State v. Jackson, 215 N.C. App. 339 (Sept. 6, 2011)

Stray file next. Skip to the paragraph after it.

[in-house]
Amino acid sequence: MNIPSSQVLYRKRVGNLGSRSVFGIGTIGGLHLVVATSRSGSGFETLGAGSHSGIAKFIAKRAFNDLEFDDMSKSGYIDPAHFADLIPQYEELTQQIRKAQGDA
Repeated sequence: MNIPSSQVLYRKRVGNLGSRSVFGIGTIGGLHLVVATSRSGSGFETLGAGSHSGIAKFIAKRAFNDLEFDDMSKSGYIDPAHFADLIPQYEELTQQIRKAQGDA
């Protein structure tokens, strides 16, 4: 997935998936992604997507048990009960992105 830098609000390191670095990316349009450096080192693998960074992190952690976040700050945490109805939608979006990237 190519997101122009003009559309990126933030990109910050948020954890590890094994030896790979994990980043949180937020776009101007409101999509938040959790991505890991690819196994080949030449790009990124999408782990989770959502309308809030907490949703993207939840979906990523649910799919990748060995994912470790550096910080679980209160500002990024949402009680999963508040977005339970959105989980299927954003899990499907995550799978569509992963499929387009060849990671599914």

The trial court did not err by denying the defendant’s motion to discharge the jury venire on grounds that the defendants’ race (African-American) was disproportionately underrepresented. To establish a prima facie violation for disproportionate representation in a venire, a defendant must show that: (1) the group alleged to be excluded is a “distinctive” group in the community; (2) the representation of this group in venires from which juries are selected is not fair and reasonable in relation to the number of such persons in the community; and (3) this underrepresentation is due to systematic exclusion of the group in the jury selection process. Although the defendants met their burden with respect to the first prong, they failed to satisfy the other prongs. As to the second prong, the defendants failed to produce any evidence that the representation African-Americans was not fair and reasonable in relation to the number of such persons in the community. Defendants stated that the African-American population in the county was “certainly greater than . . . five percent” but produced no supporting evidence. As to the third prong, the defendants presented no evidence showing that the alleged deficiency of African-Americans in the venire was because of the systematic exclusion. Although the defendants noted that only three out of 60 potential jurors were African-American, this fact was insufficient to show systematic exclusion.